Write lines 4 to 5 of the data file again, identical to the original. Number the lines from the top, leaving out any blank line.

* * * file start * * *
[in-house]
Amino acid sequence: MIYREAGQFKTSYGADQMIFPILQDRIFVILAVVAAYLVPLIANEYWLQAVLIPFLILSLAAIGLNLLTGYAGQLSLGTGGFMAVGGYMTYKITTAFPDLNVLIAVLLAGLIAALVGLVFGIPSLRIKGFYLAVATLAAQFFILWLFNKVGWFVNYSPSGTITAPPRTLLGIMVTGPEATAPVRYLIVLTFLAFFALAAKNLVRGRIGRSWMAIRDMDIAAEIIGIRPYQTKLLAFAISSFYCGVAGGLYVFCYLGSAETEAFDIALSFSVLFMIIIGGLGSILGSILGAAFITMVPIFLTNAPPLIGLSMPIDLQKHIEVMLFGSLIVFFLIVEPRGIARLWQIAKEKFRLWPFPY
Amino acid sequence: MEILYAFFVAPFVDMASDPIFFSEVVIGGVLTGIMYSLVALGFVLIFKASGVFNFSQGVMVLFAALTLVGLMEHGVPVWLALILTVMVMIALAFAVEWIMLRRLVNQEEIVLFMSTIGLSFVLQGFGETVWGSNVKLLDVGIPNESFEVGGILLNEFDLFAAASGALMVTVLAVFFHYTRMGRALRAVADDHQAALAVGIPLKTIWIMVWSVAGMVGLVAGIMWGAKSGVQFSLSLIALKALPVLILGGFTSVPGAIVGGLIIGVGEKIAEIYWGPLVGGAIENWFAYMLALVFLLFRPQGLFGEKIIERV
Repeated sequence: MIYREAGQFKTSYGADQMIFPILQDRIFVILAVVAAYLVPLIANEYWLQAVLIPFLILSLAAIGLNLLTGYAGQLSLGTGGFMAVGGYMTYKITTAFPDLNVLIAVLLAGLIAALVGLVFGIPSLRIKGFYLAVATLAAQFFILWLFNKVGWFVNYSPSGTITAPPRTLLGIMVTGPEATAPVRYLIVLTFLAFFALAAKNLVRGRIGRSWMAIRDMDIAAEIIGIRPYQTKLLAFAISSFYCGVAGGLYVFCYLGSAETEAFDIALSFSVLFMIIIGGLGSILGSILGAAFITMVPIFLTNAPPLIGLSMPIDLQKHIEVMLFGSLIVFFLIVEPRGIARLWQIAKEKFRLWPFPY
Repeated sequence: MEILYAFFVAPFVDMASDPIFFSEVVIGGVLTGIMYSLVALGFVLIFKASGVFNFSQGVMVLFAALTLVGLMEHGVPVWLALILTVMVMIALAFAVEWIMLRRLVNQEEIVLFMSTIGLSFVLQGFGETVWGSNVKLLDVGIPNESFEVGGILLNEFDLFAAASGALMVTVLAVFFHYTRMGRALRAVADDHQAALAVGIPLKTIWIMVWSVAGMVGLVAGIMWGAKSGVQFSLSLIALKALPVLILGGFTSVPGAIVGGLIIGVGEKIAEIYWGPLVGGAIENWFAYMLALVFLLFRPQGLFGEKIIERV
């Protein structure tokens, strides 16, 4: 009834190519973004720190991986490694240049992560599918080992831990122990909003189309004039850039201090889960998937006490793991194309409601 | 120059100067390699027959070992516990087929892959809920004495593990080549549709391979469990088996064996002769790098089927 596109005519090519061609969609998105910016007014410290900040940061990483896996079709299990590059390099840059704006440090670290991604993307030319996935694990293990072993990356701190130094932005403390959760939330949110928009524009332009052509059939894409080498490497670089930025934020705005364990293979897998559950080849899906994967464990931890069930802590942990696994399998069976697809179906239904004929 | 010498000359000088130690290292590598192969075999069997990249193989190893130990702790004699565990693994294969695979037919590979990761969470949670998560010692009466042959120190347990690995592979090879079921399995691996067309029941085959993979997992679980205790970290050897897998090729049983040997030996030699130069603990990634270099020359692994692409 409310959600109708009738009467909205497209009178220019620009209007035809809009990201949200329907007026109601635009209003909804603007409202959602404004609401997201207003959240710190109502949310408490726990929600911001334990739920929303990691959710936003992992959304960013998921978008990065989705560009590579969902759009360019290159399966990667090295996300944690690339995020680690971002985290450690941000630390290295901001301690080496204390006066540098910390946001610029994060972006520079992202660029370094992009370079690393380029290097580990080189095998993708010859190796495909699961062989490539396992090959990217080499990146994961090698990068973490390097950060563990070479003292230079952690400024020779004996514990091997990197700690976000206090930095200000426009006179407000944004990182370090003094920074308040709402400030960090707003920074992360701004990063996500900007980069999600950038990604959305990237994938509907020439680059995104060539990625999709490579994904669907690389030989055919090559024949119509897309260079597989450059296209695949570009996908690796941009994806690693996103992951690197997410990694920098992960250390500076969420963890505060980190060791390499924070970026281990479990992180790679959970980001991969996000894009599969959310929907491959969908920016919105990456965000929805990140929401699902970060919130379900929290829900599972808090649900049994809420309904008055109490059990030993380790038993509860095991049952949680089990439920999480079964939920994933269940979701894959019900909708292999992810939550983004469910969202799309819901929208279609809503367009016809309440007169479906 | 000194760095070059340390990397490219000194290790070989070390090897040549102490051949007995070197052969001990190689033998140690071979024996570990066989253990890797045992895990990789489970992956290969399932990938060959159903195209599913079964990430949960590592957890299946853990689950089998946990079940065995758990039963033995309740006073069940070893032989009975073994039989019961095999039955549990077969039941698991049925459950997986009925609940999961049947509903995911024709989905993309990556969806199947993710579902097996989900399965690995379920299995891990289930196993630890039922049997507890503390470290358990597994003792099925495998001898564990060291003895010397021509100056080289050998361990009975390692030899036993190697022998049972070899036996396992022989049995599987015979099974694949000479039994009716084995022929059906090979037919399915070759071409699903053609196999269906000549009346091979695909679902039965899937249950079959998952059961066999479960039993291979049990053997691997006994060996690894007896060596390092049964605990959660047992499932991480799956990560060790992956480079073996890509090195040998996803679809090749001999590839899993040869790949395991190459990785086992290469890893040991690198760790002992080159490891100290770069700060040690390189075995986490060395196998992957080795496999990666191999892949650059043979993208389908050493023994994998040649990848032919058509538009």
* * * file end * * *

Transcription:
Repeated sequence: MIYREAGQFKTSYGADQMIFPILQDRIFVILAVVAAYLVPLIANEYWLQAVLIPFLILSLAAIGLNLLTGYAGQLSLGTGGFMAVGGYMTYKITTAFPDLNVLIAVLLAGLIAALVGLVFGIPSLRIKGFYLAVATLAAQFFILWLFNKVGWFVNYSPSGTITAPPRTLLGIMVTGPEATAPVRYLIVLTFLAFFALAAKNLVRGRIGRSWMAIRDMDIAAEIIGIRPYQTKLLAFAISSFYCGVAGGLYVFCYLGSAETEAFDIALSFSVLFMIIIGGLGSILGSILGAAFITMVPIFLTNAPPLIGLSMPIDLQKHIEVMLFGSLIVFFLIVEPRGIARLWQIAKEKFRLWPFPY
Repeated sequence: MEILYAFFVAPFVDMASDPIFFSEVVIGGVLTGIMYSLVALGFVLIFKASGVFNFSQGVMVLFAALTLVGLMEHGVPVWLALILTVMVMIALAFAVEWIMLRRLVNQEEIVLFMSTIGLSFVLQGFGETVWGSNVKLLDVGIPNESFEVGGILLNEFDLFAAASGALMVTVLAVFFHYTRMGRALRAVADDHQAALAVGIPLKTIWIMVWSVAGMVGLVAGIMWGAKSGVQFSLSLIALKALPVLILGGFTSVPGAIVGGLIIGVGEKIAEIYWGPLVGGAIENWFAYMLALVFLLFRPQGLFGEKIIERV